Stanford Social Innovation Review has published an excerpt from Strategic Corporate Conservation Planning, which details the efforts of companies, governments, and communities to remediate polluted lands.
When Steve Shestag was growing up in the Simi Hills of southern California in the 1970s and ’80s, he knew about the Santa Susana Field Laboratory (SSFL). He knew that it was a polluted place where fuels that sent rockets to the moon were developed and tested. Now, more than thirty years later, Steve works for the Boeing Company, one of the parties responsible for cleaning up SSFL, and has discovered a deeper legacy at the site that is the very definition of a silver lining. In a twist of fate, the damage done to the site saved the historical and environmental assets from destruction by making the land unavailable to developers during the building boom that saw the suburbs of Los Angeles sprawl over the hills and valleys of Ventura County throughout the 1980s and ’90s.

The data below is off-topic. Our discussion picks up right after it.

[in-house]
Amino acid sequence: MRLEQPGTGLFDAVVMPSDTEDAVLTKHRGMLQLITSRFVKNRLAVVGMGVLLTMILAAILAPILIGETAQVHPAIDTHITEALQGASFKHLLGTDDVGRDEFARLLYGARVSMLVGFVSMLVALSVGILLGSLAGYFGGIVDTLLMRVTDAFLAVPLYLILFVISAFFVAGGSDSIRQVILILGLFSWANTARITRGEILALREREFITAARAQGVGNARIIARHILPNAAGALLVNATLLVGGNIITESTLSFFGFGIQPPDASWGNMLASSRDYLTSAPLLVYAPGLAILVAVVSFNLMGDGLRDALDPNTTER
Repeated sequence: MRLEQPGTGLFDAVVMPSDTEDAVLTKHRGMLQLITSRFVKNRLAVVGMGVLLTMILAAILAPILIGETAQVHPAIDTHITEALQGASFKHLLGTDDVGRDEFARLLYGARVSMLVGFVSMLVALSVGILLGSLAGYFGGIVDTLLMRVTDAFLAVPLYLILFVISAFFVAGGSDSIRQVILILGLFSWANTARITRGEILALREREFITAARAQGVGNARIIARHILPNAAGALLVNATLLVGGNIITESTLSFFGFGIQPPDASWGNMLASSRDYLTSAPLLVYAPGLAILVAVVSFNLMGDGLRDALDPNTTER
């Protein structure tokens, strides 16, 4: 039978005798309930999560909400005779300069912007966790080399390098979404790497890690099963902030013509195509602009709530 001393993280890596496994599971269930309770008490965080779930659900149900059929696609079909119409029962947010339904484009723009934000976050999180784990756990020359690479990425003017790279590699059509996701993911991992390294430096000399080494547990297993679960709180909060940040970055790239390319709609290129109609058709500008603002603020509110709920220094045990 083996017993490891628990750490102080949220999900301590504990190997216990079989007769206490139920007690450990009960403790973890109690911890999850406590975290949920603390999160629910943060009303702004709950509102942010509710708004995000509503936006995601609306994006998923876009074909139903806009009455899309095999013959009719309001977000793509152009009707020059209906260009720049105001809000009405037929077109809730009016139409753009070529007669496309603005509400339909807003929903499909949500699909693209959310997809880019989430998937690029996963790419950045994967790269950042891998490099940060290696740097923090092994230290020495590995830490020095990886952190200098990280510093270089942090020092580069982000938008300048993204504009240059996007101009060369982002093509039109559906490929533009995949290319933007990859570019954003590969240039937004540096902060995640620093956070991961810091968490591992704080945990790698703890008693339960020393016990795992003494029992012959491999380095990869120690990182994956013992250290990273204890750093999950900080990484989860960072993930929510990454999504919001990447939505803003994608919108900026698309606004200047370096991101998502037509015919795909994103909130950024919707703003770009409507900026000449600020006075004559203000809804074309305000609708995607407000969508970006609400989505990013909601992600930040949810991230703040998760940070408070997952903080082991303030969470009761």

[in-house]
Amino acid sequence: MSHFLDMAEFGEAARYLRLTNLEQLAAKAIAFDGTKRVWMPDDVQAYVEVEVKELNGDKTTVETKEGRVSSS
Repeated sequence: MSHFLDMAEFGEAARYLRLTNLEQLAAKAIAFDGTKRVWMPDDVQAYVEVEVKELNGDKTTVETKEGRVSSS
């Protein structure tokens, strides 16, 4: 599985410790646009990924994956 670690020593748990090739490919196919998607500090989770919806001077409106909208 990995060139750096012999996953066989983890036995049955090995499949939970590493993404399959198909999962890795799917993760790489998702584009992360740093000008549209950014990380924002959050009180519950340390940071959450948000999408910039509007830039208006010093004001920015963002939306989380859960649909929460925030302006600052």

Today, SSFL is a place out of time. It has an incredible density of archaeological artefacts, with one of the best-preserved, most unmolested collections of pictographs in the country. The results of archaeological studies suggest that it was once a place of ritual for local tribes to gather on the winter solstice, when sunlight flows through a slit in the rock to illuminate a pictograph. In addition, SSFL provides the last corridor for wildlife movement that connects the Santa Monica Mountains, to the south, to the Sierra Madre ranges of the Los Padres National Forest, to the north—a critical connection in a fragmented and increasingly fire-prone landscape. Once a place where fuels were tested and nuclear power was developed, SSFL is now home to an incredible array of both plant and animal species, including local populations that are under pressure, elsewhere, from development and human activity. What initially harmed SSFL now helps preserve it.